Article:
Business

No objections to go back to fuel formula 

  • Attygalle says will implement if Govt. approves
  • So far no discussions held on formula 
  • Central Bank, Justice Min. call for formula

 

By Yakuta Dawood 

Amidst calls to implement a fuel pricing formula, the Ministry of Finance has no objection to reverting to a pricing mechanism for fuel, should the Government grant its approval, The Sunday Morning Business learns.

Speaking to us, Treasury Secretary S.R. Attygalle stated that the Ministry would proceed with implementing a pricing formula to curtail the ongoing issue if the Government granted approval. However, according to him, there have been no official discussions held in this regard.

“This is a decision that has to be taken by the Government; if they do, we will implement. But, as of now, no discussions have been held,” Attygalle said.

Nonetheless, he refused to divulge information on the Fuel Price Stabilisation Fund. 

However, Minister of Energy Udaya Gammanpila, speaking to us last week, stated that a fuel stabilisation fund is more appropriate for a country like Sri Lanka, and would be a suitable alternative for the Ceylon Petroleum Corporation (CPC) to follow, rather than a pricing formula for fuel.

“The Central Bank can only make recommendations and reports; the ultimate decision is with the Government. I have proposed the Fuel Price Stabilisation Fund from last year, as it is more suitable for a country like Sri Lanka. As of now, we have not taken any decision, but the final decision will be decided by the Cabinet,” Gammanpila said last week.

Furthermore, a senior CPC official told us, on condition of anonymity, that they had no objection to following the fuel pricing formula if the Government decided to implement it in the future.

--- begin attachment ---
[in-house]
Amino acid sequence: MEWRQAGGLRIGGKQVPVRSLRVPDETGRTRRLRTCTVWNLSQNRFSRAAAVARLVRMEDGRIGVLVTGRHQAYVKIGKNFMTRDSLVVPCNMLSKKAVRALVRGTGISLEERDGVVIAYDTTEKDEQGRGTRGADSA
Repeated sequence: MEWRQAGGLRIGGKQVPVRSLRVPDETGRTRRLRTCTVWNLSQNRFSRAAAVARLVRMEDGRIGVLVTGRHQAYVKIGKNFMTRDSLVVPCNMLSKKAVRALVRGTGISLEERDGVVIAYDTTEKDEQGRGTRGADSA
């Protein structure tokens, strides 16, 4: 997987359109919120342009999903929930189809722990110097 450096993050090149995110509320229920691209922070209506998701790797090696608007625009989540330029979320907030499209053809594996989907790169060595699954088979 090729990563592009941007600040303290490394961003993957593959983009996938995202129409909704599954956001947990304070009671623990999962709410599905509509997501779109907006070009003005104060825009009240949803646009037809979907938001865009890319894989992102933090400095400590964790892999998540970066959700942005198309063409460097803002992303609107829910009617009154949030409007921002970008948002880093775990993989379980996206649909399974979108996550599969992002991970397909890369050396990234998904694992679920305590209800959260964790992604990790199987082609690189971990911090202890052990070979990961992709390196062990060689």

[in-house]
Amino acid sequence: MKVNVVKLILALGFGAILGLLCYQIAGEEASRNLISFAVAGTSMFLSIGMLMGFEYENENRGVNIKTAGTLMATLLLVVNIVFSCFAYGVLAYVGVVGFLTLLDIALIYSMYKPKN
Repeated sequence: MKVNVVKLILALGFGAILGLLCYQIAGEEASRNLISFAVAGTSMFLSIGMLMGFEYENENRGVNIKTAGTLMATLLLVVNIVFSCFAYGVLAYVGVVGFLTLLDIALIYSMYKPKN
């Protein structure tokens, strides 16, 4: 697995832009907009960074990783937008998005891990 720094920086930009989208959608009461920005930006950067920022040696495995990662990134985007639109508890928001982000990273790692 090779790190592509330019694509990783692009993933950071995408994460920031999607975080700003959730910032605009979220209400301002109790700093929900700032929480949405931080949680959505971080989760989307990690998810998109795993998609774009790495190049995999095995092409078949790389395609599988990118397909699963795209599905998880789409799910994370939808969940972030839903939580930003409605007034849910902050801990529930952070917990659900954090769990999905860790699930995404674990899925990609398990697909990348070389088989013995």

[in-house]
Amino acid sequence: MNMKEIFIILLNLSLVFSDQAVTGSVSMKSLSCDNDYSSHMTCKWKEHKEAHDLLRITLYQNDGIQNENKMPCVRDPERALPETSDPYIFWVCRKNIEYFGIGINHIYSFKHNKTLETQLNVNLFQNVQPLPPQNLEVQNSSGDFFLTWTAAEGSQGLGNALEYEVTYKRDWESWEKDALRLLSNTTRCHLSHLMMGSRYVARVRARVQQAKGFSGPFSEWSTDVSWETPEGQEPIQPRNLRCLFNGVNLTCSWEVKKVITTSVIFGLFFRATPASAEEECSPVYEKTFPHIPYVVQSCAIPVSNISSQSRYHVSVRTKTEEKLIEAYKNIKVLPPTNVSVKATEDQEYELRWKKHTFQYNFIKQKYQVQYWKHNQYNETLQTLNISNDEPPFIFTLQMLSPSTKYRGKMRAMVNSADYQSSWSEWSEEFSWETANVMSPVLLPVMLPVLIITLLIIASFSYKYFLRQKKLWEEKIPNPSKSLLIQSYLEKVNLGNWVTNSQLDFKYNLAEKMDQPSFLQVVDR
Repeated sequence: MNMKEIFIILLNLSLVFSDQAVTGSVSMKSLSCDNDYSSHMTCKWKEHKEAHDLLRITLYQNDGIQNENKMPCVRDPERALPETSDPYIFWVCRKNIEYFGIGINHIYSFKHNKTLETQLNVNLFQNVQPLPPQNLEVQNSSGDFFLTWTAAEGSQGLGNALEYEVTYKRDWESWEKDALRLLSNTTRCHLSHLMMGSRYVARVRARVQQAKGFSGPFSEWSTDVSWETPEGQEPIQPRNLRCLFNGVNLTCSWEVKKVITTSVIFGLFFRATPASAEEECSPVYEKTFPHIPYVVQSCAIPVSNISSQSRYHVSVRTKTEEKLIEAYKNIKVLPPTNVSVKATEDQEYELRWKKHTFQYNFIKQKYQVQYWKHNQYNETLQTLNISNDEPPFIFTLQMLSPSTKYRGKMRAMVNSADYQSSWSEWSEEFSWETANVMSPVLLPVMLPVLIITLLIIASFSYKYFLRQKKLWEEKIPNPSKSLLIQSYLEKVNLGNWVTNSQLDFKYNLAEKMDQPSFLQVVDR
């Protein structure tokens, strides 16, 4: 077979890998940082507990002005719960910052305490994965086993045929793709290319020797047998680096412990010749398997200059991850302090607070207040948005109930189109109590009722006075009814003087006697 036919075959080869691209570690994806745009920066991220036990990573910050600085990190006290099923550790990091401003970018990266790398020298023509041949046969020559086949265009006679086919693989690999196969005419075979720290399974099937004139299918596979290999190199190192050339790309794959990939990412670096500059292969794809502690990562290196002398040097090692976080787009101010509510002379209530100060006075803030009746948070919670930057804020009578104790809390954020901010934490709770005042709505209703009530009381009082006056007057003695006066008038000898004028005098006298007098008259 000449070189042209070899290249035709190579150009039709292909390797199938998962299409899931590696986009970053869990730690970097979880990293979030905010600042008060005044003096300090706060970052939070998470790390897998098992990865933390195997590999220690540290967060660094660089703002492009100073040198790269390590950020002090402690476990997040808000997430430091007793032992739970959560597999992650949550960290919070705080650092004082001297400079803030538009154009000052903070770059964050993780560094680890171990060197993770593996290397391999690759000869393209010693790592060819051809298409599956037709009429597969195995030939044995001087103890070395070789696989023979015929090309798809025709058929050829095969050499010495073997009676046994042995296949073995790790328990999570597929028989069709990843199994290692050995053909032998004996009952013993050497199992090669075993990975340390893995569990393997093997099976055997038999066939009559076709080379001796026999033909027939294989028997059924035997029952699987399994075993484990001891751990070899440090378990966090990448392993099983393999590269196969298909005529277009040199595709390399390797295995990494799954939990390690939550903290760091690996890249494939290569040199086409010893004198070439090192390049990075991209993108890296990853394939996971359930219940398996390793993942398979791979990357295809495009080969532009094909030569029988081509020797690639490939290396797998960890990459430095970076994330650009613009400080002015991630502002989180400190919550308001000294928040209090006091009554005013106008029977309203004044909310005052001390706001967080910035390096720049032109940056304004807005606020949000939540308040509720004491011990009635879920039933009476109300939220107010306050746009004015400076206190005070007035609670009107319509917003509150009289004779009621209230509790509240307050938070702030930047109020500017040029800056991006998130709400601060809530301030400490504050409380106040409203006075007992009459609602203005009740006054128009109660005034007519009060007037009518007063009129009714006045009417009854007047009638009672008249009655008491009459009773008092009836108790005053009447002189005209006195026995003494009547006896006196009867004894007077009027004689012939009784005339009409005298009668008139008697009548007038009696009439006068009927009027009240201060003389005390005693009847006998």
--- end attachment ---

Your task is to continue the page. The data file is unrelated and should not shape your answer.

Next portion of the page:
“We are already in line with a similar price formula with a cost-based price mechanism. Therefore, we have no objection to implementing it. However, the decision is up to the Treasury,” the official added.

Likewise, Minister of Justice Ali Sabry PC, speaking in Parliament last Tuesday (16) during the debate on the second reading of the Budget, claimed that he agreed with the recent proposal put forward by the Central Bank of Sri Lanka (CBSL) to reintroduce a fuel pricing formula, and requested Finance Minister Basil Rajapaksa and the Government to consider the proposal.

Explaining further, Sabry claimed that he believed Sri Lanka must once again implement a system that allowed the price of fuel to fluctuate in accordance with fluctuations in world market prices.

“When paying tax, ultimately, it is paid from the money of all the people, including the poor. Therefore, it is unreasonable to utilise public funds to cover the petrol and diesel of those who can afford to use a petrol or diesel car. That subsidiary is not suitable,” Sabry had added.

The CBSL, in its “Recent Economic Developments” report, highlighted that a suitable cost-reflective pricing mechanism was essential for the financial viability of the CPC, and thereby for the stability of the banking sector. This, in turn, could improve transparency and improve the general public’s acceptance of much-needed regular price revisions in relation to these imported products.

“Needless to say, a predetermined formula can also pave the way for a quick pass-through of the benefits of any price declines in global markets,” the CBSL mentioned in its report.

Furthermore, the CBSL added that such a pricing mechanism would also “improve transparency and thereby improve the general public’s acceptance of much-needed regular price revisions in relation to these imported products”.

According to the CBSL report, increased global demand and supply conditions led to the increase of global crude oil prices. Consequently, the average Brent prices increased to $ 67.8 per barrel during the nine months ending September, which represents a 58.3% year-on-year (YoY) increase compared to the corresponding period in 2020.

After maintaining local fuel prices for 21 months, the Government revised the CPC prices in June this year. Accordingly, the price of a litre of 92 octane petrol was increased by Rs. 20 to Rs. 157; 95 octane petrol by Rs. 23 to Rs. 184; diesel by Rs. 12 to Rs. 111; super diesel by Rs. 12 to Rs. 144; and kerosene by Rs. 7 to Rs. 77.